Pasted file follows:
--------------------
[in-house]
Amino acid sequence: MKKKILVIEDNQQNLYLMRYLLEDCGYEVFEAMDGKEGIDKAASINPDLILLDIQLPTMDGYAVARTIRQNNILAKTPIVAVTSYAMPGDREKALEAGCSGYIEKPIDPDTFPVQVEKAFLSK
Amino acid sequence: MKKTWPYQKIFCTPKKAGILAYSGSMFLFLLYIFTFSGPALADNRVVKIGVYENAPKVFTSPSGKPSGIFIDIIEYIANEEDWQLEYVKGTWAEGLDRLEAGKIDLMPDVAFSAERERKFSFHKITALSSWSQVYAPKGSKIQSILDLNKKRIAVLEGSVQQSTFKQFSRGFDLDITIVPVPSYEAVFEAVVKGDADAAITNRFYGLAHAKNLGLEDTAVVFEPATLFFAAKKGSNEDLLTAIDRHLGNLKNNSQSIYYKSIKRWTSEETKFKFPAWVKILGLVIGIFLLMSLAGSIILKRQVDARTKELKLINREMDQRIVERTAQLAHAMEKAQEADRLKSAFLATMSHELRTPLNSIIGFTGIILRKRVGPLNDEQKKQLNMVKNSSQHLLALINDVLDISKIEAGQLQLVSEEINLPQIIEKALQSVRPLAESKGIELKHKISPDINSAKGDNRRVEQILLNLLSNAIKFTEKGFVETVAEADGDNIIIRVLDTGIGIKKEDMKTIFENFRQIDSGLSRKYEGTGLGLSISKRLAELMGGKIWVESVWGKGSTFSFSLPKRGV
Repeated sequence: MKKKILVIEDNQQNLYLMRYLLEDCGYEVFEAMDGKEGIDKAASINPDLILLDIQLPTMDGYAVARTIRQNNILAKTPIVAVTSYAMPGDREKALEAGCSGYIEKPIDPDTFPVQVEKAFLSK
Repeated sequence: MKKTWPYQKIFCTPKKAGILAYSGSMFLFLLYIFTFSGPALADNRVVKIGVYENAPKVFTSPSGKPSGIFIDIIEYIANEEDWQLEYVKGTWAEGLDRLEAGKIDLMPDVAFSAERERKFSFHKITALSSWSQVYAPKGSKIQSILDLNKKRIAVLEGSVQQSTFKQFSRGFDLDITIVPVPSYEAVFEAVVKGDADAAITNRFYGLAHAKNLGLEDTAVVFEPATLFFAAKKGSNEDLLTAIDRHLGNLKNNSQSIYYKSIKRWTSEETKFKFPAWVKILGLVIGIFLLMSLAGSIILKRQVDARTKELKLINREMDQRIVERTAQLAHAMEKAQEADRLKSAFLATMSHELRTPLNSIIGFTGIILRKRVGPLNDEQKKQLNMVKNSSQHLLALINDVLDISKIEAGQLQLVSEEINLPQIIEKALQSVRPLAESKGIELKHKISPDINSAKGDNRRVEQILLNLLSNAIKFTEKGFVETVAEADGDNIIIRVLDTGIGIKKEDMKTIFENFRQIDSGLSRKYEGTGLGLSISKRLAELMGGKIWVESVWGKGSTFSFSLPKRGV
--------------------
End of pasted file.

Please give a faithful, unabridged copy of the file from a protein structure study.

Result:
[in-house]
Amino acid sequence: MKKKILVIEDNQQNLYLMRYLLEDCGYEVFEAMDGKEGIDKAASINPDLILLDIQLPTMDGYAVARTIRQNNILAKTPIVAVTSYAMPGDREKALEAGCSGYIEKPIDPDTFPVQVEKAFLSK
Amino acid sequence: MKKTWPYQKIFCTPKKAGILAYSGSMFLFLLYIFTFSGPALADNRVVKIGVYENAPKVFTSPSGKPSGIFIDIIEYIANEEDWQLEYVKGTWAEGLDRLEAGKIDLMPDVAFSAERERKFSFHKITALSSWSQVYAPKGSKIQSILDLNKKRIAVLEGSVQQSTFKQFSRGFDLDITIVPVPSYEAVFEAVVKGDADAAITNRFYGLAHAKNLGLEDTAVVFEPATLFFAAKKGSNEDLLTAIDRHLGNLKNNSQSIYYKSIKRWTSEETKFKFPAWVKILGLVIGIFLLMSLAGSIILKRQVDARTKELKLINREMDQRIVERTAQLAHAMEKAQEADRLKSAFLATMSHELRTPLNSIIGFTGIILRKRVGPLNDEQKKQLNMVKNSSQHLLALINDVLDISKIEAGQLQLVSEEINLPQIIEKALQSVRPLAESKGIELKHKISPDINSAKGDNRRVEQILLNLLSNAIKFTEKGFVETVAEADGDNIIIRVLDTGIGIKKEDMKTIFENFRQIDSGLSRKYEGTGLGLSISKRLAELMGGKIWVESVWGKGSTFSFSLPKRGV
Repeated sequence: MKKKILVIEDNQQNLYLMRYLLEDCGYEVFEAMDGKEGIDKAASINPDLILLDIQLPTMDGYAVARTIRQNNILAKTPIVAVTSYAMPGDREKALEAGCSGYIEKPIDPDTFPVQVEKAFLSK
Repeated sequence: MKKTWPYQKIFCTPKKAGILAYSGSMFLFLLYIFTFSGPALADNRVVKIGVYENAPKVFTSPSGKPSGIFIDIIEYIANEEDWQLEYVKGTWAEGLDRLEAGKIDLMPDVAFSAERERKFSFHKITALSSWSQVYAPKGSKIQSILDLNKKRIAVLEGSVQQSTFKQFSRGFDLDITIVPVPSYEAVFEAVVKGDADAAITNRFYGLAHAKNLGLEDTAVVFEPATLFFAAKKGSNEDLLTAIDRHLGNLKNNSQSIYYKSIKRWTSEETKFKFPAWVKILGLVIGIFLLMSLAGSIILKRQVDARTKELKLINREMDQRIVERTAQLAHAMEKAQEADRLKSAFLATMSHELRTPLNSIIGFTGIILRKRVGPLNDEQKKQLNMVKNSSQHLLALINDVLDISKIEAGQLQLVSEEINLPQIIEKALQSVRPLAESKGIELKHKISPDINSAKGDNRRVEQILLNLLSNAIKFTEKGFVETVAEADGDNIIIRVLDTGIGIKKEDMKTIFENFRQIDSGLSRKYEGTGLGLSISKRLAELMGGKIWVESVWGKGSTFSFSLPKRGV